His/Her Story: A Jewish warrior queenI didn't know about Kahena. Slightly outside PaleoJudaica's normal time frame, but interesting enough to stretch the definition of "late antiquity" to include her. This in particular caught my eye:
08/05/2011 16:18 By RENÉE LEVINE MELAMMED (Jerusalem Post)
The story of the Jewish Berber queen, her success as a warrior, and her own destruction.
With the rise of Islam in the seventh century, Arab tribes sought to conquer North Africa and continue to Europe via Spain. The major obstacle to a conquest of the Magreb was the presence of a Berber queen in the mountains of presentday Algeria. Her tribe, the Gerawa, had converted to Judaism earlier in the century; their queen, Dahia al-Kahena, daughter of Mathia ben Tifan, either converted with them or was Jewish by birth.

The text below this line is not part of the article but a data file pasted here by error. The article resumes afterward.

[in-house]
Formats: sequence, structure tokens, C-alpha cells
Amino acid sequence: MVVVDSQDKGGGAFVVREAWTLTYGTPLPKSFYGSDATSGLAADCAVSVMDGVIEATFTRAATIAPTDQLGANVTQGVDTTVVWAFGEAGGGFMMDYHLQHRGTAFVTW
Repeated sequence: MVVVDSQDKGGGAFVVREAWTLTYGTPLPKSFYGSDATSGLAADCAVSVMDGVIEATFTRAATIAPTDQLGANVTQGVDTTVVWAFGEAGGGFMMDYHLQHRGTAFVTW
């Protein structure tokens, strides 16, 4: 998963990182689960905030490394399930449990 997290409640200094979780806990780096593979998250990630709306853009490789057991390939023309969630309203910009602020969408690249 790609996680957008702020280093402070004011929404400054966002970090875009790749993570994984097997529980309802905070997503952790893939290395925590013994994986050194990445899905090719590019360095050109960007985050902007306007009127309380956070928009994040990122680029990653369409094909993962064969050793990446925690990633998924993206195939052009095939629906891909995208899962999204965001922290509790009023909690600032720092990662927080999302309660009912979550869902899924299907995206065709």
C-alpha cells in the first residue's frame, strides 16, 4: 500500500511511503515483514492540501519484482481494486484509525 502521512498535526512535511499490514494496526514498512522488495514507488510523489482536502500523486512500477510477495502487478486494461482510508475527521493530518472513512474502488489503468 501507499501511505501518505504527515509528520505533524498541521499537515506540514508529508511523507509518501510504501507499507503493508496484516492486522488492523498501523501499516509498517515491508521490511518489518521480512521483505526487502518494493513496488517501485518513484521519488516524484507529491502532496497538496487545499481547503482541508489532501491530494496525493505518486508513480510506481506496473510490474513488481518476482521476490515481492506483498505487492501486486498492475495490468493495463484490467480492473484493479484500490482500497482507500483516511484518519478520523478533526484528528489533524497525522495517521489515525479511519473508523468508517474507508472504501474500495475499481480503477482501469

This era signaled the end of the Byzantine dynasty in a geographical area that was home to Byzantines, Arabs and Jews, as well as Christian Berbers. The fathers of Kahena’s two sons were equally diverse, for one was Berber and the other Greek.
Interestingly enough, Kahena is sometimes referred to as an augur; according to Arab lore, Hassan was destined to destroy a Jewish soothsayer before he could proceed apace. The meaning of this queen’s name has been debated for years, as to whether it means catastrophe, a major problem or a sly person. “Kahena” could be derived from “kohen,” and thus would refer to a priestess, a prophetess or even a wizard. Perhaps she indeed lived up to her names.A Jewish priestess is, as far as I know, unprecedented, although she doesn't seem to have a been a priestess in the biblical sense of a priest. There were Jewish prophetesses in the Bible (Deborah, Huldah) and there have been plenty of female Jewish magicians.